input on hospital scrubs in unit where all are in contact isolation til swabs negativ

  1. In our 14 bed critical care unit all patients are place in contact isolation until MRSA swabs are negative. Most of our patients are in some type of islation. We have requested to wear hospital supplied scrubs so that we do not have to risk bringing anything home. We would wear street clothes including shoes in and change at start of shift and end of shift. Administration feels that since we all wear isolation gowns and gloves this is not necessary. We understand that this is a added expense for the hospital.They will not even consider discussing it unless we are able to present some recent studies that have been done and if other hospitals are following this practice and why. We would appreciate any input for or why this is not necessary.
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    About henry1

    Joined: Nov '07; Posts: 1


  3. by   meandragonbrett
    Are you also going to take a shower using 2% CHG before leaving the hospital to go home?
  4. by   P_RN
    It would seem you would follow the same protocol as the OR. That's how they do it-minus the shower. The hospital has the scrubs already don't they?
  5. by   Brooklyn83
    I say protect your self
  6. by   netglow
    If you think of the stuff involved over the past years/massive attention about MRSA and facility response -it's kind of silly for them to want proof so to speak
  7. by   SandraCVRN
    You still have to wear the appropriate PPEs even with hospital scrubs and now you want the hospital to pay extra laundry expenses. That is how they are looking at it.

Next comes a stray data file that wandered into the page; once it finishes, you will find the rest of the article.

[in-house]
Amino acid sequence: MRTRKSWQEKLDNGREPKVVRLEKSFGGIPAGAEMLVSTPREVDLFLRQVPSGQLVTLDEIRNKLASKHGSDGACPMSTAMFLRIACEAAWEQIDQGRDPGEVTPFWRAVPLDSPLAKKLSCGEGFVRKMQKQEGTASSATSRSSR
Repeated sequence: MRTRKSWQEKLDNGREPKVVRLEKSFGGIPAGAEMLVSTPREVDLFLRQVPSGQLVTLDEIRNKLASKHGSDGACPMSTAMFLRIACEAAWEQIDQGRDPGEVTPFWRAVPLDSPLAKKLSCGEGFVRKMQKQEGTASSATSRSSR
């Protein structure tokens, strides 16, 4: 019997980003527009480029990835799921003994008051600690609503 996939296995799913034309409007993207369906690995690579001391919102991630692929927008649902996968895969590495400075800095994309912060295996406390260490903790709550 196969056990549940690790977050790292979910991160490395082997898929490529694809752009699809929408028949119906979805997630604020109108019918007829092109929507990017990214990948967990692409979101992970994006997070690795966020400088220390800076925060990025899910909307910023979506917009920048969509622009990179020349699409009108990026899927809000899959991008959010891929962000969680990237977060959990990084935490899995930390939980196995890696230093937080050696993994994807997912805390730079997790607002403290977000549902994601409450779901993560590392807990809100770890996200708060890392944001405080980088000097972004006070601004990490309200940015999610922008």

I work in the OR and we are allowed to wear home laundered scrubs. We carry them in and carry them home and wash them seperatly from our other laundry just like I did when I worked on the floor.

    This is not aimed at you, just a comment....If everyone worried as much about other pt's not just what they might carry home maybe there would be fewer bugs being passed around the facilities.

    PPE's and handwashing need to include EVERYONE!!
  8. by   PetiteOpRN
    1. MRSA is everywhere. You probably have just as much of it at home as in your unit.

    2. In the OR we wear hospital scrubs to protect the patient. Some surgeons ask that we change scrubs between patients -- obviously to protect the patient, but a little melodramatic as we always maintain aseptic technique.

    3. Do you have an infection control nurse at your hospital? She would be your best resource. An infectious disease specialist (MD) or wound specialist (plastics or burn MD) might also be able to help.